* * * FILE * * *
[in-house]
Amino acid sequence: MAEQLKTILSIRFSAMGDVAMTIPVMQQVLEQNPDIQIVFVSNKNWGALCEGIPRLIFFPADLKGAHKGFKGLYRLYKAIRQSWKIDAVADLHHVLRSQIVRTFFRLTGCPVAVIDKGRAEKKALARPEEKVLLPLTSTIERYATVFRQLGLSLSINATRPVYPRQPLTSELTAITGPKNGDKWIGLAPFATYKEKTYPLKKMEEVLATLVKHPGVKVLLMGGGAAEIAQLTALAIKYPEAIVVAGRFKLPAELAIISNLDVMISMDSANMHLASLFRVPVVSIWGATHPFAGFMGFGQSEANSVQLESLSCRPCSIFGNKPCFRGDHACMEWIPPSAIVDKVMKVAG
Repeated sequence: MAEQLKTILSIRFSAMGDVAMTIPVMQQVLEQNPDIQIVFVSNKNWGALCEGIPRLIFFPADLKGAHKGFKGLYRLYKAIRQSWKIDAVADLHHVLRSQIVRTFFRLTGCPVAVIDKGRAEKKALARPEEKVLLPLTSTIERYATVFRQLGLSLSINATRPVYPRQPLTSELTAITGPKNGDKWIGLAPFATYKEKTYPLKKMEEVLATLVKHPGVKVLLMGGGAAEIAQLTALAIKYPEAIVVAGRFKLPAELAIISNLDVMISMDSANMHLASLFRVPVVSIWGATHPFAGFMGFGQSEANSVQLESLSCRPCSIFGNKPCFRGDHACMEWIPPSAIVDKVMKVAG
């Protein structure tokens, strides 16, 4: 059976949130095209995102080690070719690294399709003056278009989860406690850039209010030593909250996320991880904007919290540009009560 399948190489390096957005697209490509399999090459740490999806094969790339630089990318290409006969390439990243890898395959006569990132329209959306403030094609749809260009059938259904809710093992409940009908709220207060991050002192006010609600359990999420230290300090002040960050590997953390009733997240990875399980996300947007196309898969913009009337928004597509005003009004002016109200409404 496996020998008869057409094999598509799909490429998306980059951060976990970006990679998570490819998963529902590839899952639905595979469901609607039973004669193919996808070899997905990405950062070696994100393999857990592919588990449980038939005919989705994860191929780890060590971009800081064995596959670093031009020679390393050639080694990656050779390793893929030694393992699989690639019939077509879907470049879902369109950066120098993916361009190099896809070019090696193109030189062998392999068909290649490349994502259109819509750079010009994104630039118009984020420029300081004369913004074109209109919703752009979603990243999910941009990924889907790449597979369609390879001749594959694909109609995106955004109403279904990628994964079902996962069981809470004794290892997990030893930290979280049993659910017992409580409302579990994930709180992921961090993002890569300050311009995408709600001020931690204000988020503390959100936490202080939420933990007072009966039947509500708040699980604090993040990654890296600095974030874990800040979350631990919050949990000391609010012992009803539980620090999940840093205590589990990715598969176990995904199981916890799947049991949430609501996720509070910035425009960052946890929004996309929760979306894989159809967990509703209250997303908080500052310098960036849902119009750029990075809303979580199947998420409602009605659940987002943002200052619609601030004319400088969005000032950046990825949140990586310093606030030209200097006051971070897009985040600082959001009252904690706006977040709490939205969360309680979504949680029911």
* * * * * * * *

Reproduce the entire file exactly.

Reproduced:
[in-house]
Amino acid sequence: MAEQLKTILSIRFSAMGDVAMTIPVMQQVLEQNPDIQIVFVSNKNWGALCEGIPRLIFFPADLKGAHKGFKGLYRLYKAIRQSWKIDAVADLHHVLRSQIVRTFFRLTGCPVAVIDKGRAEKKALARPEEKVLLPLTSTIERYATVFRQLGLSLSINATRPVYPRQPLTSELTAITGPKNGDKWIGLAPFATYKEKTYPLKKMEEVLATLVKHPGVKVLLMGGGAAEIAQLTALAIKYPEAIVVAGRFKLPAELAIISNLDVMISMDSANMHLASLFRVPVVSIWGATHPFAGFMGFGQSEANSVQLESLSCRPCSIFGNKPCFRGDHACMEWIPPSAIVDKVMKVAG
Repeated sequence: MAEQLKTILSIRFSAMGDVAMTIPVMQQVLEQNPDIQIVFVSNKNWGALCEGIPRLIFFPADLKGAHKGFKGLYRLYKAIRQSWKIDAVADLHHVLRSQIVRTFFRLTGCPVAVIDKGRAEKKALARPEEKVLLPLTSTIERYATVFRQLGLSLSINATRPVYPRQPLTSELTAITGPKNGDKWIGLAPFATYKEKTYPLKKMEEVLATLVKHPGVKVLLMGGGAAEIAQLTALAIKYPEAIVVAGRFKLPAELAIISNLDVMISMDSANMHLASLFRVPVVSIWGATHPFAGFMGFGQSEANSVQLESLSCRPCSIFGNKPCFRGDHACMEWIPPSAIVDKVMKVAG
């Protein structure tokens, strides 16, 4: 059976949130095209995102080690070719690294399709003056278009989860406690850039209010030593909250996320991880904007919290540009009560 399948190489390096957005697209490509399999090459740490999806094969790339630089990318290409006969390439990243890898395959006569990132329209959306403030094609749809260009059938259904809710093992409940009908709220207060991050002192006010609600359990999420230290300090002040960050590997953390009733997240990875399980996300947007196309898969913009009337928004597509005003009004002016109200409404 496996020998008869057409094999598509799909490429998306980059951060976990970006990679998570490819998963529902590839899952639905595979469901609607039973004669193919996808070899997905990405950062070696994100393999857990592919588990449980038939005919989705994860191929780890060590971009800081064995596959670093031009020679390393050639080694990656050779390793893929030694393992699989690639019939077509879907470049879902369109950066120098993916361009190099896809070019090696193109030189062998392999068909290649490349994502259109819509750079010009994104630039118009984020420029300081004369913004074109209109919703752009979603990243999910941009990924889907790449597979369609390879001749594959694909109609995106955004109403279904990628994964079902996962069981809470004794290892997990030893930290979280049993659910017992409580409302579990994930709180992921961090993002890569300050311009995408709600001020931690204000988020503390959100936490202080939420933990007072009966039947509500708040699980604090993040990654890296600095974030874990800040979350631990919050949990000391609010012992009803539980620090999940840093205590589990990715598969176990995904199981916890799947049991949430609501996720509070910035425009960052946890929004996309929760979306894989159809967990509703209250997303908080500052310098960036849902119009750029990075809303979580199947998420409602009605659940987002943002200052619609601030004319400088969005000032950046990825949140990586310093606030030209200097006051971070897009985040600082959001009252904690706006977040709490939205969360309680979504949680029911």